From: Peter Dimov (pdimov_at_[hidden])
Date: 2004-10-01 08:08:21
Ben Hutchings wrote:
> Peter Dimov wrote:
>> A memory access is observable if and only if the variable is
>> volatile. 1.9/6.
> Yes, I understand what is observable (extensional definition). Yet
> the real meaning of "observable" (intensional definition) is vague (and
> understandably so).
Oh well. There is a clear definition of "observable" in the standard. But we
know that this is not the real meaning of "observable". Hence, there is no
clear definition of "observable" in the standard. Therefore, a compiler is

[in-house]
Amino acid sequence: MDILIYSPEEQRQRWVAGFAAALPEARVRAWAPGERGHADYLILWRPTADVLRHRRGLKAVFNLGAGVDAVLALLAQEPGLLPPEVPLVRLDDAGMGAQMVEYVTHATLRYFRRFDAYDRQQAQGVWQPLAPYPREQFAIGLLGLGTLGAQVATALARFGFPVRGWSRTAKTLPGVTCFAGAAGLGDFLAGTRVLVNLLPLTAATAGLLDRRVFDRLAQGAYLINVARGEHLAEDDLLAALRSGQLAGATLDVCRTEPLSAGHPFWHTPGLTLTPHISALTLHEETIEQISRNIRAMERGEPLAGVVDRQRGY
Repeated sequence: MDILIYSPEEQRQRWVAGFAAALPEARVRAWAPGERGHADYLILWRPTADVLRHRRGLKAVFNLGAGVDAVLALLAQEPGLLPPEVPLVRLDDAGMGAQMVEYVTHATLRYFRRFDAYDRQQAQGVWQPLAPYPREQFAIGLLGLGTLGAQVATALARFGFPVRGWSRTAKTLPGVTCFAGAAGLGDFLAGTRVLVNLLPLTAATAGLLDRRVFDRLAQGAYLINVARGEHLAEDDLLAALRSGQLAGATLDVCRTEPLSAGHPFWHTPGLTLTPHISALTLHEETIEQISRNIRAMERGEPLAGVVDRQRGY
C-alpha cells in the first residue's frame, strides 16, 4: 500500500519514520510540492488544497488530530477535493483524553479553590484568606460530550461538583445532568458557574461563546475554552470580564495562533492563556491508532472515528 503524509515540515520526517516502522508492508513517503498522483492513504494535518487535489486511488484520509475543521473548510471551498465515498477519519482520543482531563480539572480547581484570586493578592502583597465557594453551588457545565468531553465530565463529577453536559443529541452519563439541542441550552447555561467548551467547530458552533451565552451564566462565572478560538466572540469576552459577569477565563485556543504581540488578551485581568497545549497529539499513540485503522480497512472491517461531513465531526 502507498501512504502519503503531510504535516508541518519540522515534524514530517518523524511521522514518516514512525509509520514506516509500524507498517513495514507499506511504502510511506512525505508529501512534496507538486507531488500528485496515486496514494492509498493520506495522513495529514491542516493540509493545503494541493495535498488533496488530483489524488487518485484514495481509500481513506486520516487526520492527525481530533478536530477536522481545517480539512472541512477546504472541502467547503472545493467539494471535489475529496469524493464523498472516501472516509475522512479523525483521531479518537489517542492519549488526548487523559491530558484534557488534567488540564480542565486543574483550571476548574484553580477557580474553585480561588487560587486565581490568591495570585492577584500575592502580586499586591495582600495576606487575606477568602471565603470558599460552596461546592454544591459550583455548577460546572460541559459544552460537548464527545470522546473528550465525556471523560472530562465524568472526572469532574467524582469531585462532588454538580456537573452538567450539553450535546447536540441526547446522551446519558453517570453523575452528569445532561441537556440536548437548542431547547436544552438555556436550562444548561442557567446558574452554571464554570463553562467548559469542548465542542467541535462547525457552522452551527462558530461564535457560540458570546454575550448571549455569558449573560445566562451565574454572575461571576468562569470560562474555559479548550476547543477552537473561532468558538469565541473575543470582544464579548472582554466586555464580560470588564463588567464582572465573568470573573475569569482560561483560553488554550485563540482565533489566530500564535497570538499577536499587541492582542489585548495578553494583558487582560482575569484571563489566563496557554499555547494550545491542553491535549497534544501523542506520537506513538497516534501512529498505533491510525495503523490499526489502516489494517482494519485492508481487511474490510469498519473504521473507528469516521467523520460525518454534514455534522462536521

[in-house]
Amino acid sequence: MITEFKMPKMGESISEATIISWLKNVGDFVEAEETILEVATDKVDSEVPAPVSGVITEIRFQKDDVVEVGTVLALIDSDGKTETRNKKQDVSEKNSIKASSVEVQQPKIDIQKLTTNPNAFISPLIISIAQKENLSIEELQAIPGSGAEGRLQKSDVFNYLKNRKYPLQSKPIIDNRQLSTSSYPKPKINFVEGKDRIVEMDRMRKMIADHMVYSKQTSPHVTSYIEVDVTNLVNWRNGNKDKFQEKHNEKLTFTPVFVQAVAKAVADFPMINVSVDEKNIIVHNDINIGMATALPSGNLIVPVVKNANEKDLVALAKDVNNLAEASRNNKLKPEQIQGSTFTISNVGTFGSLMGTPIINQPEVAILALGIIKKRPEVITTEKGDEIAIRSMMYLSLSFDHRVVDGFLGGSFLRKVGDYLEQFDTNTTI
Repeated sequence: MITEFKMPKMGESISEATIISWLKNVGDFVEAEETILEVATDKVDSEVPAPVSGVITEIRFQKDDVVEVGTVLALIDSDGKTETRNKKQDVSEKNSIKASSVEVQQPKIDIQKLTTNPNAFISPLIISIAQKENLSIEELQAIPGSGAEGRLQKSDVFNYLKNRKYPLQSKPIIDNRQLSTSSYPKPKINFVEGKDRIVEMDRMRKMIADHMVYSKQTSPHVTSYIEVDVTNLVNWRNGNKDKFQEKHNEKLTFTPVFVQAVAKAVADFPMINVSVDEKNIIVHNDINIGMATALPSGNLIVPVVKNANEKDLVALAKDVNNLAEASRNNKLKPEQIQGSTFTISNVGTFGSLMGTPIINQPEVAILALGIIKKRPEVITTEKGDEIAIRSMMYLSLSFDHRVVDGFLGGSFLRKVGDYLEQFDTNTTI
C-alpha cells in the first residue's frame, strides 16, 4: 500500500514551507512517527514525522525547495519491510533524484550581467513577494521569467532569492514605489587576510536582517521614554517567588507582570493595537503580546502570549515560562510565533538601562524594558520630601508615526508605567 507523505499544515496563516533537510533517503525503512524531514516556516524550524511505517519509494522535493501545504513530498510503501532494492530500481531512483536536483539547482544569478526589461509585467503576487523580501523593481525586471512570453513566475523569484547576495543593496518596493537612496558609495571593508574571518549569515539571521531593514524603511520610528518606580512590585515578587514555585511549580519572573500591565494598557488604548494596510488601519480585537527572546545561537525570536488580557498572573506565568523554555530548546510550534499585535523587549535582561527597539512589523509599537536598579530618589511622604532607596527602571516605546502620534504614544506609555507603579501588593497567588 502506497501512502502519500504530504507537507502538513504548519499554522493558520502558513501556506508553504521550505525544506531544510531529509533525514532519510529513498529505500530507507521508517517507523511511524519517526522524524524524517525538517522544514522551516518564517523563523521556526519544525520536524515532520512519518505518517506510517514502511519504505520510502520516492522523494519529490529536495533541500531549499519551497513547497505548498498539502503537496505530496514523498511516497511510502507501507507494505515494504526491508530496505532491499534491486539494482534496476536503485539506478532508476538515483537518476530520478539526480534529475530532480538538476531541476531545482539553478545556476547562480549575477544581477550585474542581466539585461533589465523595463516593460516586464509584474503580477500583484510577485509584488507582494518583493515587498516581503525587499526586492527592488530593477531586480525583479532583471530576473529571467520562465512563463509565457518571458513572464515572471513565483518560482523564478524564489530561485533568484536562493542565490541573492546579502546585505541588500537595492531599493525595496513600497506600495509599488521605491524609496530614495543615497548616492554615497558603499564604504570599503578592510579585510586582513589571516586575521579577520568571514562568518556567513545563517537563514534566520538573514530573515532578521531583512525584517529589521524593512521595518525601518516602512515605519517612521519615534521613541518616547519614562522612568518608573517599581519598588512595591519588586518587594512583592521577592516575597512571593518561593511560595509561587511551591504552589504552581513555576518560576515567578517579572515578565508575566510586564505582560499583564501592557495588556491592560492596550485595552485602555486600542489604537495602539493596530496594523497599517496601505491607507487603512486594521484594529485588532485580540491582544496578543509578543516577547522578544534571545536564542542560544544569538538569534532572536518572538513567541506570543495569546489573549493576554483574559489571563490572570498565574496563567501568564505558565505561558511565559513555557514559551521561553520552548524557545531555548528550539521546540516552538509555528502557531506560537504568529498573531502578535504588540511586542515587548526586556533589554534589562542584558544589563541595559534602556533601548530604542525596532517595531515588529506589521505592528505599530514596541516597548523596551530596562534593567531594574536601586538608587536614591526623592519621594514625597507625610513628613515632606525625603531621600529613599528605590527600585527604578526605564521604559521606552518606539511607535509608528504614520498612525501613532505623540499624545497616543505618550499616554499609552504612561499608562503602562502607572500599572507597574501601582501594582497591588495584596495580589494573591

allowed to compile all programs to nops.
>>> the fact that
>>> volatile memory accesses are "observable behaviour" doesn't prevent
>>> them from being optimised away under the as-if rule.
>> A compiler is not allowed to alter the observable behavior under the
>> "as if" rule. 1.9/1.
> Yet there is no statement of *how* the observable behaviour can be
> observed. Observation is outside the program and outside the standard
> and so practically implementation-defined.
There is no statement of how calls to I/O library functions can be observed.
Therefore, the compiler is allowed to not call them. There is no statement
of how 1+2 can be verified to yield 3. Therefore, the compiler is allowed to
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